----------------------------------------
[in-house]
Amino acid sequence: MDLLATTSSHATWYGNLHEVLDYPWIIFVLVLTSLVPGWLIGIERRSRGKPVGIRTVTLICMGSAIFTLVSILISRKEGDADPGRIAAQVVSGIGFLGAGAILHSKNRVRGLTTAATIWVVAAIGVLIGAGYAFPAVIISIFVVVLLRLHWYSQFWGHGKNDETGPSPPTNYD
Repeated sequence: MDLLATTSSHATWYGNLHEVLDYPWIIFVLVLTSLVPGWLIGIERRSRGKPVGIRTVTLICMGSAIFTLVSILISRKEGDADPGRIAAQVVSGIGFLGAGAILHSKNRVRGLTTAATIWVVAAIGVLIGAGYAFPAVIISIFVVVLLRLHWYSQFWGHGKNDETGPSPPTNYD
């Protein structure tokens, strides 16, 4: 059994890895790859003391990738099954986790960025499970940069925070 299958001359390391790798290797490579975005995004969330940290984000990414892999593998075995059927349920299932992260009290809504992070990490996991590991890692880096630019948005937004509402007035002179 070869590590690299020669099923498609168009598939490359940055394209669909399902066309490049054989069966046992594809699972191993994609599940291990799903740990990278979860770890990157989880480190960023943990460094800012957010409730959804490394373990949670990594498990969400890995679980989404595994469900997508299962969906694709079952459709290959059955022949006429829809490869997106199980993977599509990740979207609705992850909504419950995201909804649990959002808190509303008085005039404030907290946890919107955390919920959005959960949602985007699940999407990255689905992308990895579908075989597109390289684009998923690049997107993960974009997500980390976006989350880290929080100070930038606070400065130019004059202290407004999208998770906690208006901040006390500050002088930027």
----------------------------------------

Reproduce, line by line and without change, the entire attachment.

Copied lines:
[in-house]
Amino acid sequence: MDLLATTSSHATWYGNLHEVLDYPWIIFVLVLTSLVPGWLIGIERRSRGKPVGIRTVTLICMGSAIFTLVSILISRKEGDADPGRIAAQVVSGIGFLGAGAILHSKNRVRGLTTAATIWVVAAIGVLIGAGYAFPAVIISIFVVVLLRLHWYSQFWGHGKNDETGPSPPTNYD
Repeated sequence: MDLLATTSSHATWYGNLHEVLDYPWIIFVLVLTSLVPGWLIGIERRSRGKPVGIRTVTLICMGSAIFTLVSILISRKEGDADPGRIAAQVVSGIGFLGAGAILHSKNRVRGLTTAATIWVVAAIGVLIGAGYAFPAVIISIFVVVLLRLHWYSQFWGHGKNDETGPSPPTNYD
């Protein structure tokens, strides 16, 4: 059994890895790859003391990738099954986790960025499970940069925070 299958001359390391790798290797490579975005995004969330940290984000990414892999593998075995059927349920299932992260009290809504992070990490996991590991890692880096630019948005937004509402007035002179 070869590590690299020669099923498609168009598939490359940055394209669909399902066309490049054989069966046992594809699972191993994609599940291990799903740990990278979860770890990157989880480190960023943990460094800012957010409730959804490394373990949670990594498990969400890995679980989404595994469900997508299962969906694709079952459709290959059955022949006429829809490869997106199980993977599509990740979207609705992850909504419950995201909804649990959002808190509303008085005039404030907290946890919107955390919920959005959960949602985007699940999407990255689905992308990895579908075989597109390289684009998923690049997107993960974009997500980390976006989350880290929080100070930038606070400065130019004059202290407004999208998770906690208006901040006390500050002088930027």